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NOTE: use Perl; is on undef hiatus. You can read content, but you can't post it. More info will be forthcoming forthcomingly.

All the Perl that's Practical to Extract and Report

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  • conditional checks in OO code prove themselves to be code smells.

    Thanks for the heuristic! I never realized that before! I think this will help improve my coding.

    (If there's a larger source where you picked that up, I'd be benefitted by a pointer.)

    --
    J. David works really hard, has a passion for writing good software, and knows many of the world's best Perl programmers
    • I figured a concrete example would help. Imagine this awful method from some Catalyst code I was working on:

      sub _set_group_by : Private {
          my ( $self, $c ) = @_;
          my $group_by = 'day';
          my $period = $c->stash->{report_metadata}{period};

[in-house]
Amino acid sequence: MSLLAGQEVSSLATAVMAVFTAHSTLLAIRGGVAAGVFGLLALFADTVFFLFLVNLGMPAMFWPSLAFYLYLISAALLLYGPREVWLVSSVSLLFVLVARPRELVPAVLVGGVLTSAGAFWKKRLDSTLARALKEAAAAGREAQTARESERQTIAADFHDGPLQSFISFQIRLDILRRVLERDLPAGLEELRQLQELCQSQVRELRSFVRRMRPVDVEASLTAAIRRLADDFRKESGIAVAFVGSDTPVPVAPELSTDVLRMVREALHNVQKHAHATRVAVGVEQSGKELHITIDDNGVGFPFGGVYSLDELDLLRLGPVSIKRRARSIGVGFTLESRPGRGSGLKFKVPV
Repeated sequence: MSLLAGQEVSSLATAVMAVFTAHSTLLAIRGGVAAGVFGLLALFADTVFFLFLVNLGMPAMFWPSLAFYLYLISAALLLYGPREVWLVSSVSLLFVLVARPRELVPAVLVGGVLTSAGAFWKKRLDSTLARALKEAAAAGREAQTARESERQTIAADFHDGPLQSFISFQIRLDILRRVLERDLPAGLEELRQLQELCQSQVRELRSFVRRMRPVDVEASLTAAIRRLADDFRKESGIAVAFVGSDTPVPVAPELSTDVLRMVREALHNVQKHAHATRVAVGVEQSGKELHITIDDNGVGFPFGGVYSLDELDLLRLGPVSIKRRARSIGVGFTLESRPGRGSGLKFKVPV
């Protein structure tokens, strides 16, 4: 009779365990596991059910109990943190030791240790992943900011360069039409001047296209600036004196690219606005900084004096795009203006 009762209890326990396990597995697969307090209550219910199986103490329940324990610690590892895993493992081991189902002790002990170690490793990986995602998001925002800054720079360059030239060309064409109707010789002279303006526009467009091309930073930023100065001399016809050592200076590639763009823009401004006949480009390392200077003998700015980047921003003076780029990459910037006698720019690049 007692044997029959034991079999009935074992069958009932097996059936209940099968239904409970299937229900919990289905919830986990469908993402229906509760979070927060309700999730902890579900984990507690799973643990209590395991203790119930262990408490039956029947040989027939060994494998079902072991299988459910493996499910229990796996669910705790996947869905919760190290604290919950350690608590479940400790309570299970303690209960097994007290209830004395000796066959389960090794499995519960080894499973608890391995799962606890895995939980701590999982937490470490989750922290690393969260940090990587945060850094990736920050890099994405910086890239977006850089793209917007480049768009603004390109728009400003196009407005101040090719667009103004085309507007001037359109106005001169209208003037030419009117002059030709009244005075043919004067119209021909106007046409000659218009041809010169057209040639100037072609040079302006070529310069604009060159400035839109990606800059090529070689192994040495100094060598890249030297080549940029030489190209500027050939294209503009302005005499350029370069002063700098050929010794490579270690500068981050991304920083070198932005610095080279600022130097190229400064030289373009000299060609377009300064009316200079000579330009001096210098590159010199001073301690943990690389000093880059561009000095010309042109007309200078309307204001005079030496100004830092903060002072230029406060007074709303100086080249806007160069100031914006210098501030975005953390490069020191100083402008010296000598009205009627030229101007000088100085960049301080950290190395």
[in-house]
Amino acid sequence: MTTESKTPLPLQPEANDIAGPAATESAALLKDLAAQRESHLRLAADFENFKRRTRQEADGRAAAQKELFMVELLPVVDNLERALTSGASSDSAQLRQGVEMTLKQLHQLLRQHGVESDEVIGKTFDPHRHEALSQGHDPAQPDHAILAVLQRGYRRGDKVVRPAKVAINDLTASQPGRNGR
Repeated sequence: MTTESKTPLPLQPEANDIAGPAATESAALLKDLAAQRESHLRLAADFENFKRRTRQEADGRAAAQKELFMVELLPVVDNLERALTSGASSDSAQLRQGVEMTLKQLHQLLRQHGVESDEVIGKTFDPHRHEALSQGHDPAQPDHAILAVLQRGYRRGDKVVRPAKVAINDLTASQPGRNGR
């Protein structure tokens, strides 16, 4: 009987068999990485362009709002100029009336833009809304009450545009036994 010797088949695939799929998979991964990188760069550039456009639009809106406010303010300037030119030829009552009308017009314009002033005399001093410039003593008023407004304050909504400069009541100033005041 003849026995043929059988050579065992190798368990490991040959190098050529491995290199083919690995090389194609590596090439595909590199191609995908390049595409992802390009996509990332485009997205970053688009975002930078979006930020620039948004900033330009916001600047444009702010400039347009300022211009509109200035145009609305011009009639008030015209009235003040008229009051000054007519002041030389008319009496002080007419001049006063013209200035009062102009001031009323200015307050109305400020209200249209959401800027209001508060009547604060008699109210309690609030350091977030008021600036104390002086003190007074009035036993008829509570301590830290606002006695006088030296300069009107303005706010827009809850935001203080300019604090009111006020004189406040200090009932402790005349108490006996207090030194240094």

my $report_range
                  = $c->stash->{report_metadata}{start}->day_month_year
                  . ' – '
               

      • Thanks for the example, but I'm still confused... take pity on this dim one, and explain why the conditional check hasn't just moved elsewhere in your code where you decide which method to call? Or is that the entire point?
        • In this case, it's done via a customer selecting a URL, so it's up to the customer to decide what they want and we don't have to.

          A better example would be with Java:

          public void setName(String name) {
              this.name = name;
          }

          public void setName(String first, String last) {
              this.name = first + " " + last;
          }

          In regular Perl (no modules), it sometimes gets mistakenly rewritten as this:

          sub name {
              my ( $self, $first, $last ) = @_;
              $self->{name} = $last ? "$first $last" : $first;
          }

          While that's a silly example, it means that you cannot set the last name to a value which evaluates as false. Variants of this bug occur all the time because every conditional you embed has a great chance of adding bugs. With Java, conditional argument handling bugs are much less common (but the methods bind at compile time instead of runtime, so it's a trade-off, but that's another rant :).